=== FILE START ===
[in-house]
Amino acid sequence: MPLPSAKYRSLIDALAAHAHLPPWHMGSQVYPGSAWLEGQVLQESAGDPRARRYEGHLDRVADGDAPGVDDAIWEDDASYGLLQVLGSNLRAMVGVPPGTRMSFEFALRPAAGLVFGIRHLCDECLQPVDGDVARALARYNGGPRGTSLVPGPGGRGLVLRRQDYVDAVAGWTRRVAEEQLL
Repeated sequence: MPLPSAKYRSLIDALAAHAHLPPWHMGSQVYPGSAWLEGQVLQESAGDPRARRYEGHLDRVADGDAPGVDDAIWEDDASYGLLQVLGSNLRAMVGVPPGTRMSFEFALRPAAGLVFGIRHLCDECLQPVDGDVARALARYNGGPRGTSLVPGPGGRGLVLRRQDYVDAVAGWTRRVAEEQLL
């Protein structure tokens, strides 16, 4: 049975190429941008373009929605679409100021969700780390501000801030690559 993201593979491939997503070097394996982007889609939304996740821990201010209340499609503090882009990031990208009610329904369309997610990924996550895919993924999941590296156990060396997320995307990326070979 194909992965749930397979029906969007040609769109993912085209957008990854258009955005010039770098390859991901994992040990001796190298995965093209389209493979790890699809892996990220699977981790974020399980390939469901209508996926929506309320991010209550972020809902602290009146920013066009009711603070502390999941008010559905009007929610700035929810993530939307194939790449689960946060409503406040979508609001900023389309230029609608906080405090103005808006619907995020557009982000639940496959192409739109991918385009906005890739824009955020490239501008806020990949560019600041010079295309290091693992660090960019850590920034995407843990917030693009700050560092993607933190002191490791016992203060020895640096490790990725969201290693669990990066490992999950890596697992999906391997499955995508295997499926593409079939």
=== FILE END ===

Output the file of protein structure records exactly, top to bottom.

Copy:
[in-house]
Amino acid sequence: MPLPSAKYRSLIDALAAHAHLPPWHMGSQVYPGSAWLEGQVLQESAGDPRARRYEGHLDRVADGDAPGVDDAIWEDDASYGLLQVLGSNLRAMVGVPPGTRMSFEFALRPAAGLVFGIRHLCDECLQPVDGDVARALARYNGGPRGTSLVPGPGGRGLVLRRQDYVDAVAGWTRRVAEEQLL
Repeated sequence: MPLPSAKYRSLIDALAAHAHLPPWHMGSQVYPGSAWLEGQVLQESAGDPRARRYEGHLDRVADGDAPGVDDAIWEDDASYGLLQVLGSNLRAMVGVPPGTRMSFEFALRPAAGLVFGIRHLCDECLQPVDGDVARALARYNGGPRGTSLVPGPGGRGLVLRRQDYVDAVAGWTRRVAEEQLL
């Protein structure tokens, strides 16, 4: 049975190429941008373009929605679409100021969700780390501000801030690559 993201593979491939997503070097394996982007889609939304996740821990201010209340499609503090882009990031990208009610329904369309997610990924996550895919993924999941590296156990060396997320995307990326070979 194909992965749930397979029906969007040609769109993912085209957008990854258009955005010039770098390859991901994992040990001796190298995965093209389209493979790890699809892996990220699977981790974020399980390939469901209508996926929506309320991010209550972020809902602290009146920013066009009711603070502390999941008010559905009007929610700035929810993530939307194939790449689960946060409503406040979508609001900023389309230029609608906080405090103005808006619907995020557009982000639940496959192409739109991918385009906005890739824009955020490239501008806020990949560019600041010079295309290091693992660090960019850590920034995407843990917030693009700050560092993607933190002191490791016992203060020895640096490790990725969201290693669990990066490992999950890596697992999906391997499955995508295997499926593409079939």